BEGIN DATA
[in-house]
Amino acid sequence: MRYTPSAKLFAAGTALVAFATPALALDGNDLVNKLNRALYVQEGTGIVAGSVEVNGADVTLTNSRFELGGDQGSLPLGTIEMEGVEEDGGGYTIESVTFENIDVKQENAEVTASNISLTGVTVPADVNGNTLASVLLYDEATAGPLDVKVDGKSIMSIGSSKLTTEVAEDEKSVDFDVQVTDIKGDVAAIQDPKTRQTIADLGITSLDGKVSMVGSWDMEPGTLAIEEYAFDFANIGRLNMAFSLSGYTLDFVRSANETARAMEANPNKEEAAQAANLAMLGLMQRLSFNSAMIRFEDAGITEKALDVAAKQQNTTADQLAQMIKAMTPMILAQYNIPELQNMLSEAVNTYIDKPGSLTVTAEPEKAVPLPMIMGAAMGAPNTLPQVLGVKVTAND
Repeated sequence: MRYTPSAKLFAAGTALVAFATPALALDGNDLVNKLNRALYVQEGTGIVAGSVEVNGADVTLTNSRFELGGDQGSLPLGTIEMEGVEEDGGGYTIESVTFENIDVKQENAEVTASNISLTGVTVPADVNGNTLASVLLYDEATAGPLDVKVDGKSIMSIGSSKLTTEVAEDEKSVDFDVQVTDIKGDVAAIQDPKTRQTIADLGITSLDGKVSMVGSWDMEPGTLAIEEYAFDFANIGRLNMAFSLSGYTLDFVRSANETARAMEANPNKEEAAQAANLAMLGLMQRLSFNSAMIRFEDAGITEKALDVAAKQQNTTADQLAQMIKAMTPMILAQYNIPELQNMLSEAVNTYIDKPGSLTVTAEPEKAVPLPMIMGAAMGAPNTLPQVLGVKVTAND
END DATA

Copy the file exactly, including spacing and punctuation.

[in-house]
Amino acid sequence: MRYTPSAKLFAAGTALVAFATPALALDGNDLVNKLNRALYVQEGTGIVAGSVEVNGADVTLTNSRFELGGDQGSLPLGTIEMEGVEEDGGGYTIESVTFENIDVKQENAEVTASNISLTGVTVPADVNGNTLASVLLYDEATAGPLDVKVDGKSIMSIGSSKLTTEVAEDEKSVDFDVQVTDIKGDVAAIQDPKTRQTIADLGITSLDGKVSMVGSWDMEPGTLAIEEYAFDFANIGRLNMAFSLSGYTLDFVRSANETARAMEANPNKEEAAQAANLAMLGLMQRLSFNSAMIRFEDAGITEKALDVAAKQQNTTADQLAQMIKAMTPMILAQYNIPELQNMLSEAVNTYIDKPGSLTVTAEPEKAVPLPMIMGAAMGAPNTLPQVLGVKVTAND
Repeated sequence: MRYTPSAKLFAAGTALVAFATPALALDGNDLVNKLNRALYVQEGTGIVAGSVEVNGADVTLTNSRFELGGDQGSLPLGTIEMEGVEEDGGGYTIESVTFENIDVKQENAEVTASNISLTGVTVPADVNGNTLASVLLYDEATAGPLDVKVDGKSIMSIGSSKLTTEVAEDEKSVDFDVQVTDIKGDVAAIQDPKTRQTIADLGITSLDGKVSMVGSWDMEPGTLAIEEYAFDFANIGRLNMAFSLSGYTLDFVRSANETARAMEANPNKEEAAQAANLAMLGLMQRLSFNSAMIRFEDAGITEKALDVAAKQQNTTADQLAQMIKAMTPMILAQYNIPELQNMLSEAVNTYIDKPGSLTVTAEPEKAVPLPMIMGAAMGAPNTLPQVLGVKVTAND